NEWS IN DETAIL...
A summary of current understanding of this emerging disease produced with information from Defra and the NFU.
By Faye Shepherd & Morwenna Tregellas
What is it?
Schmallenberg virus (SBV) is a newly emerging livestock disease that has been detected in Belgium, France, Germany, The Netherlands, Italy & Luxembourg as well as in England.
The virus has been associated with brief mild to moderate disease (milk drop, fever, diarrhoea) in adult cattle and late abortion or birth defects in new born cattle, sheep and goats. These signs may spread through the herd affecting between 20-70% of animals over a 3-4 week period, and may lead to a drop in herd milk production of about 10%. There have been no reported clinical signs in adult sheep (or goats) from any of the affected countries although there have been anecdotal reports of milk drop in milking sheep flocks.
Congenital defects have been seen in close to term and new born lambs, calves and goat kids. They include joint and limb contractures and twisting (arthrogryposis), twisted neck (torticollis), and animals are usually stillborn, or die soon after birth. Other signs that may not be obvious externally such as hydranencephaly (parts of the brain may be replaced by fluid- filled sacs), could lead to signs of incoordination, paralysis and other nervous signs, including recumbency and dullness.
How is it spread?
It is thought to be spread by infected biting insects such as midges, mosquitoes and ticks. The possibility of direct transmission between animals cannot be ruled out at this stage. Infected females appear to pass the virus on to their offspring if they are pregnant at the time of infection.
Where has it spread?
So far, SBV infection has been identified on 223 farms in the UK. 20 of the positive cases have been diagnosed in cattle, 203 in sheep, and none to date in other species such as goats, camelids or deer (correct as of 26th March 2012).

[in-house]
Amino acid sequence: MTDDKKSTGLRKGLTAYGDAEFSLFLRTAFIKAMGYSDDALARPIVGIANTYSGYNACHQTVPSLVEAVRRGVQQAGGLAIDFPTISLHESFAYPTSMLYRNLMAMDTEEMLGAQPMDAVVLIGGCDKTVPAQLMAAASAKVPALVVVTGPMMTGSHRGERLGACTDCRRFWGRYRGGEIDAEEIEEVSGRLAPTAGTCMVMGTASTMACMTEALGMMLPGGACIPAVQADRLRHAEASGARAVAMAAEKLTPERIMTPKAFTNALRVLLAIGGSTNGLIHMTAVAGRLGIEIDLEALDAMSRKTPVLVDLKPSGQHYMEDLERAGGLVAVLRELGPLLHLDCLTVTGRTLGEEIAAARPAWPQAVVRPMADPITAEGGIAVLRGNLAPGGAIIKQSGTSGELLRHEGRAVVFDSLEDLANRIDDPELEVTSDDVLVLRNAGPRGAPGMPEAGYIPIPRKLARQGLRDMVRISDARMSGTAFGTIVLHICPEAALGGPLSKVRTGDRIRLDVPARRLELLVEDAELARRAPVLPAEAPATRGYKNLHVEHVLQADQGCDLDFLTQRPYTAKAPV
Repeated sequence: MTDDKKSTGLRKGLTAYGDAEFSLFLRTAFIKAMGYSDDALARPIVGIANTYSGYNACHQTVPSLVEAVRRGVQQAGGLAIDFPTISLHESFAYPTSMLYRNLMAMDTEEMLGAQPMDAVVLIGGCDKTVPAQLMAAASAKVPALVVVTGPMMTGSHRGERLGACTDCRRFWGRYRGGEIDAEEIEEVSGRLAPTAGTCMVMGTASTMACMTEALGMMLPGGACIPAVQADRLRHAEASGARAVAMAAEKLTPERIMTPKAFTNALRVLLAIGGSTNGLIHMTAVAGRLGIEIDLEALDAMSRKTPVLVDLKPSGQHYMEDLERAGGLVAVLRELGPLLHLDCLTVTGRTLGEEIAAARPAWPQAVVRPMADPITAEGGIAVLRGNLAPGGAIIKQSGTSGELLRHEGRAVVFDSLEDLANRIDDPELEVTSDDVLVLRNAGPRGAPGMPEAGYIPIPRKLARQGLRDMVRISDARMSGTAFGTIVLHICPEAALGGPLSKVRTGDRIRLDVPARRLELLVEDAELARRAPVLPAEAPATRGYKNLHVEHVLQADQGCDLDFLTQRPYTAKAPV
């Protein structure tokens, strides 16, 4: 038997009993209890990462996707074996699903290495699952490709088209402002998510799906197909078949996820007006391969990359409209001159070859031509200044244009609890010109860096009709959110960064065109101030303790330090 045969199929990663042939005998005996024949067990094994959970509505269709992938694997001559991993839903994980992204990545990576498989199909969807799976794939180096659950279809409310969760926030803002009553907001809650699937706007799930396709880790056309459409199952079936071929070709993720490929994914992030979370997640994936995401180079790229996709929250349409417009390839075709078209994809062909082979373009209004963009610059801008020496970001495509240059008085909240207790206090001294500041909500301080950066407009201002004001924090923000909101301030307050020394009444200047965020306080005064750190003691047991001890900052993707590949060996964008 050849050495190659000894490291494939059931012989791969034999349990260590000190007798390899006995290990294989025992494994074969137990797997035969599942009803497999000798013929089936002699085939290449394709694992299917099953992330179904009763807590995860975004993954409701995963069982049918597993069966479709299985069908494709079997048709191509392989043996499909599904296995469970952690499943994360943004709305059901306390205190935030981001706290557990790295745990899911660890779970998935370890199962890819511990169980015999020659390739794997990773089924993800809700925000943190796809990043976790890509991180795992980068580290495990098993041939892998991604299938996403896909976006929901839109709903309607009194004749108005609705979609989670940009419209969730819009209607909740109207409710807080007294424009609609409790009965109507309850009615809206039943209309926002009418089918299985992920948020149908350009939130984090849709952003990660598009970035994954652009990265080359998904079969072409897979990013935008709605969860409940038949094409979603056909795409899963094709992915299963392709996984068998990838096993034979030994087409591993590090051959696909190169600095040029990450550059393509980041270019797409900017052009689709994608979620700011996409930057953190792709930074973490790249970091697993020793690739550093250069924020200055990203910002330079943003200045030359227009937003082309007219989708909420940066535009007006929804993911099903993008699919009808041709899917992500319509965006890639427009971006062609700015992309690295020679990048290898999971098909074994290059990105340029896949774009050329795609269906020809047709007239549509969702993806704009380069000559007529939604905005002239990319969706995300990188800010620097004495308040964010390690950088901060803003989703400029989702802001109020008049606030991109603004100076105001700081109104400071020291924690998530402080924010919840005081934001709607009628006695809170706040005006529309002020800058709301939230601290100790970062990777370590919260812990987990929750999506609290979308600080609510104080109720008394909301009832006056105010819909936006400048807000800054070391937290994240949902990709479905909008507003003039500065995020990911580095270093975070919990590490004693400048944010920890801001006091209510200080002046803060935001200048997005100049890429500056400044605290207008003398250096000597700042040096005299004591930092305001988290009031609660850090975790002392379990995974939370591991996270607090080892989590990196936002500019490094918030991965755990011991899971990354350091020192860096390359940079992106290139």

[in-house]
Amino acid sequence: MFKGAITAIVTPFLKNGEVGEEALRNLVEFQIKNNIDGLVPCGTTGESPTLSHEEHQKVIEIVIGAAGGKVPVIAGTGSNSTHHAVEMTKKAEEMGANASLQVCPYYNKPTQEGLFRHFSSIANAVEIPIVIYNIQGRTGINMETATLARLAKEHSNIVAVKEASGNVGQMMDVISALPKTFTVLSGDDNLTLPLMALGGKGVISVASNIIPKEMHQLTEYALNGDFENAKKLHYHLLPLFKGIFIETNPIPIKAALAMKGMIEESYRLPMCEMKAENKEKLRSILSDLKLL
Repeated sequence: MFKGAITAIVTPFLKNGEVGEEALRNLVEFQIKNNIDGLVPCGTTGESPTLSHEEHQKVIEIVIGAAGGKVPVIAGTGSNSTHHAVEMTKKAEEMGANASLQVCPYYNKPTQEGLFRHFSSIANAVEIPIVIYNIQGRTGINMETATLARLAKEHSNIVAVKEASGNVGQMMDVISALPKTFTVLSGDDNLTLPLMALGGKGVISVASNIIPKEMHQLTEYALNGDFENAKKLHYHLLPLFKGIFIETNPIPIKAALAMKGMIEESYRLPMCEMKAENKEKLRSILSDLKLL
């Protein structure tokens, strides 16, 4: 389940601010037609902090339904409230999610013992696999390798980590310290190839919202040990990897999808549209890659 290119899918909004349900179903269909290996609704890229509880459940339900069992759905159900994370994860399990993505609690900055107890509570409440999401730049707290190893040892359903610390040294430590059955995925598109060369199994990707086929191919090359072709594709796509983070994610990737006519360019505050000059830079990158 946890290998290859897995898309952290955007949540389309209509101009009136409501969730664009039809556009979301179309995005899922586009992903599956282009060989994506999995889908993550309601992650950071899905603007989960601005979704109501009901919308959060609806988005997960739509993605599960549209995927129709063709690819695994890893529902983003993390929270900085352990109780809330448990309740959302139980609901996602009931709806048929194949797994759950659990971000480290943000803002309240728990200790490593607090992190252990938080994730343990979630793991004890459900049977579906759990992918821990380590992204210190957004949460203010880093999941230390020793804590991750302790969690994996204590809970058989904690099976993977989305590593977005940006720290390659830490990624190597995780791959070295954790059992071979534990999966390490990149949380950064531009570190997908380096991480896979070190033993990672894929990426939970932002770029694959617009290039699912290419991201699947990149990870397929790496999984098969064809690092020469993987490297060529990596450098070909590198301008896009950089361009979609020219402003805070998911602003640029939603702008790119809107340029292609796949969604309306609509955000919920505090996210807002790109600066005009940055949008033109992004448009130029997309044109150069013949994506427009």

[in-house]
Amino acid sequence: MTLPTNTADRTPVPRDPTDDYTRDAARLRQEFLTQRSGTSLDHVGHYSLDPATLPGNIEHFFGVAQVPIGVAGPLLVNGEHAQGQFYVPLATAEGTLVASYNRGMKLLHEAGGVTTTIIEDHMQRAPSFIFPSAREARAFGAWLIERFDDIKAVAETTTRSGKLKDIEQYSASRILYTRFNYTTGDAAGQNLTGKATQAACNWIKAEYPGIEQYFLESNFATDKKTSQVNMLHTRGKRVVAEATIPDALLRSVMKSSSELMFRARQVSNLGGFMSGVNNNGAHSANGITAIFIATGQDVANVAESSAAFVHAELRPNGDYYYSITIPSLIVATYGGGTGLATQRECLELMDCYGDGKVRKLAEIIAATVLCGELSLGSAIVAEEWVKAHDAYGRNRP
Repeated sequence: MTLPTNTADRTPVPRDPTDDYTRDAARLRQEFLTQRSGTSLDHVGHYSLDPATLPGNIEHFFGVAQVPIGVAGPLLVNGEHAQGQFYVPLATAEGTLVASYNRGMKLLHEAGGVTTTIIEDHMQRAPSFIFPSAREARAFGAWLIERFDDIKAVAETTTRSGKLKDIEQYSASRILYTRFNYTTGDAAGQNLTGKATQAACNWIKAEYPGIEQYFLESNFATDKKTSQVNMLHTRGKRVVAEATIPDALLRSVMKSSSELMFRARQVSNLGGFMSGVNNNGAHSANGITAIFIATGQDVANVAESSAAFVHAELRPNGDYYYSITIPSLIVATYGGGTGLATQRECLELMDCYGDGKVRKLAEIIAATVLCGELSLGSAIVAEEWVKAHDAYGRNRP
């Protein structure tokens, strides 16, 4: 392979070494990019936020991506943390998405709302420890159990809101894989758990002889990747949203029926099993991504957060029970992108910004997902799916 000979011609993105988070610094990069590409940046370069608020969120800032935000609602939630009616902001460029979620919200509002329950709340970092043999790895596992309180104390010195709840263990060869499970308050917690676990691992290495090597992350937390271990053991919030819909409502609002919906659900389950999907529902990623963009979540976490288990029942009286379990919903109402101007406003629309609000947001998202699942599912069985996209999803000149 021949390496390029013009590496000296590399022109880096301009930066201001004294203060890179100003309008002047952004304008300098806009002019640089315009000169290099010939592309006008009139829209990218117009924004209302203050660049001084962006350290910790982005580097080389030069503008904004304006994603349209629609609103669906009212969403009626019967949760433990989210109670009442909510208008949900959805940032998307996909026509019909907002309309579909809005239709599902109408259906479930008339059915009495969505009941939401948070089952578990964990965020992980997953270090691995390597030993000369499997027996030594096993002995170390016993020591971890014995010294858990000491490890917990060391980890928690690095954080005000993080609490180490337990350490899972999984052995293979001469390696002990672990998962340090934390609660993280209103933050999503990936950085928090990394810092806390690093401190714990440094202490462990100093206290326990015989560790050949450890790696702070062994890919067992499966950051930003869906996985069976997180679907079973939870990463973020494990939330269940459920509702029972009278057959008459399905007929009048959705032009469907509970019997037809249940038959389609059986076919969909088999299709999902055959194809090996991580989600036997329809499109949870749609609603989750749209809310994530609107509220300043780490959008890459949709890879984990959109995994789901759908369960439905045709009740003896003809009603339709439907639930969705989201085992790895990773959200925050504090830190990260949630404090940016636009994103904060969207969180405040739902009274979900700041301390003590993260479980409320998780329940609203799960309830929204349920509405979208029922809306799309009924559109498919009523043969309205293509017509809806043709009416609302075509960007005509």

What should I do if I suspect Schmallenberg virus on my farm?
Whilst this is not a notifiable disease, the NFU is encouraging farmers to contact their veterinary surgeon if they encounter cases of ruminant neonates or foetuses which are stillborn, show malformations or are showing nervous disease, or if Schmallenberg virus is suspected. Veterinary surgeons should then contact their AHVLA/SAC laboratory if they suspect infection with the virus. Details of premises with suspected or confirmed disease are treated as confidential and will not be made publicly known.
How will it be controlled?
Due to the transmission similarities between Bluetongue virus and Schmallenberg, the potential control methods are also thought to be similar-through the creation of a vaccine that offers protection. There are no plans to cull infected animals, as the virus is spread by insects and thus, would be ineffective at stopping disease spread. Pour ons are thought to be ineffective, as the infected fly or midge only dies once it has bitten the animal, and by that time it’s too late.
It is thought that post infection animals develop immunity and are unlikely to be infectious.
Is there a risk to human health?
Fortunately, it appears that the risk to human health is low. A Europe-wide risk assessment has concluded that Schmallenberg virus is unlikely to cause illness in people. This is because the virus belongs to a group of viruses that have not previously caused disease in humans.
However, as this is a new virus, work is ongoing to identify whether it could cause and health problems. For further information please see: www.defra.gov.uk www.nfuonline.com